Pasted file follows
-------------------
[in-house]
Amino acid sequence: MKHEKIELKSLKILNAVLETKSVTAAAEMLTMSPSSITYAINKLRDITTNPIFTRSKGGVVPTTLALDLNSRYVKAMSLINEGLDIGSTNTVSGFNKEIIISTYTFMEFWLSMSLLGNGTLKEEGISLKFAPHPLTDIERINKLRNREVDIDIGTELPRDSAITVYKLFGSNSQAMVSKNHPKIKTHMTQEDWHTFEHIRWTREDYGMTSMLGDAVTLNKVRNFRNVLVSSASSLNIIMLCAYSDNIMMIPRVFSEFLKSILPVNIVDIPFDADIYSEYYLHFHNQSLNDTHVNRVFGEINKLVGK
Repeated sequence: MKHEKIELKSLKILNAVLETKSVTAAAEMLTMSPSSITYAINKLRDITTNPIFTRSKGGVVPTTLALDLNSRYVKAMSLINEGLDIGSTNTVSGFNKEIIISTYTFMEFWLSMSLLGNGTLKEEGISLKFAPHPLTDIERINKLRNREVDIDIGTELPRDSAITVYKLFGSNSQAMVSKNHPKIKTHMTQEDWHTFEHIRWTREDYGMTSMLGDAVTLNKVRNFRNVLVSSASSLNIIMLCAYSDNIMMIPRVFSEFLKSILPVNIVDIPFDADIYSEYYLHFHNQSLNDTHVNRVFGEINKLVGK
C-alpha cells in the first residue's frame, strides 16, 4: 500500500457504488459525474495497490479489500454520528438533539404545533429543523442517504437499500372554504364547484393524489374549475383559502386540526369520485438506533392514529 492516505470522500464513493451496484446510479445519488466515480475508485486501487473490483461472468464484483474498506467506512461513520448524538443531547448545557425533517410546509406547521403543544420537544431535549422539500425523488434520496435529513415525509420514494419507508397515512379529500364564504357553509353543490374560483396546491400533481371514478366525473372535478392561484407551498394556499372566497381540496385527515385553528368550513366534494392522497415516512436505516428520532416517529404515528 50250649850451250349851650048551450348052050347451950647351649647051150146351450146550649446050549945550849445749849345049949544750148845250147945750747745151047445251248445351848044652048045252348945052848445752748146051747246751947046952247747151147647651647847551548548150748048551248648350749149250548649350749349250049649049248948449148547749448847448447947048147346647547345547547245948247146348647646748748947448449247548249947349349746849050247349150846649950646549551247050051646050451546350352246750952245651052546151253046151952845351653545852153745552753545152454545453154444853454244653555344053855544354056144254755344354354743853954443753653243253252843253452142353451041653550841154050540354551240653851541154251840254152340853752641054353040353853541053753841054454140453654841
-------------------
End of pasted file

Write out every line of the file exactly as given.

[in-house]
Amino acid sequence: MKHEKIELKSLKILNAVLETKSVTAAAEMLTMSPSSITYAINKLRDITTNPIFTRSKGGVVPTTLALDLNSRYVKAMSLINEGLDIGSTNTVSGFNKEIIISTYTFMEFWLSMSLLGNGTLKEEGISLKFAPHPLTDIERINKLRNREVDIDIGTELPRDSAITVYKLFGSNSQAMVSKNHPKIKTHMTQEDWHTFEHIRWTREDYGMTSMLGDAVTLNKVRNFRNVLVSSASSLNIIMLCAYSDNIMMIPRVFSEFLKSILPVNIVDIPFDADIYSEYYLHFHNQSLNDTHVNRVFGEINKLVGK
Repeated sequence: MKHEKIELKSLKILNAVLETKSVTAAAEMLTMSPSSITYAINKLRDITTNPIFTRSKGGVVPTTLALDLNSRYVKAMSLINEGLDIGSTNTVSGFNKEIIISTYTFMEFWLSMSLLGNGTLKEEGISLKFAPHPLTDIERINKLRNREVDIDIGTELPRDSAITVYKLFGSNSQAMVSKNHPKIKTHMTQEDWHTFEHIRWTREDYGMTSMLGDAVTLNKVRNFRNVLVSSASSLNIIMLCAYSDNIMMIPRVFSEFLKSILPVNIVDIPFDADIYSEYYLHFHNQSLNDTHVNRVFGEINKLVGK
C-alpha cells in the first residue's frame, strides 16, 4: 500500500457504488459525474495497490479489500454520528438533539404545533429543523442517504437499500372554504364547484393524489374549475383559502386540526369520485438506533392514529 492516505470522500464513493451496484446510479445519488466515480475508485486501487473490483461472468464484483474498506467506512461513520448524538443531547448545557425533517410546509406547521403543544420537544431535549422539500425523488434520496435529513415525509420514494419507508397515512379529500364564504357553509353543490374560483396546491400533481371514478366525473372535478392561484407551498394556499372566497381540496385527515385553528368550513366534494392522497415516512436505516428520532416517529404515528 50250649850451250349851650048551450348052050347451950647351649647051150146351450146550649446050549945550849445749849345049949544750148845250147945750747745151047445251248445351848044652048045252348945052848445752748146051747246751947046952247747151147647651647847551548548150748048551248648350749149250548649350749349250049649049248948449148547749448847448447947048147346647547345547547245948247146348647646748748947448449247548249947349349746849050247349150846649950646549551247050051646050451546350352246750952245651052546151253046151952845351653545852153745552753545152454545453154444853454244653555344053855544354056144254755344354354743853954443753653243253252843253452142353451041653550841154050540354551240653851541154251840254152340853752641054353040353853541053753841054454140453654841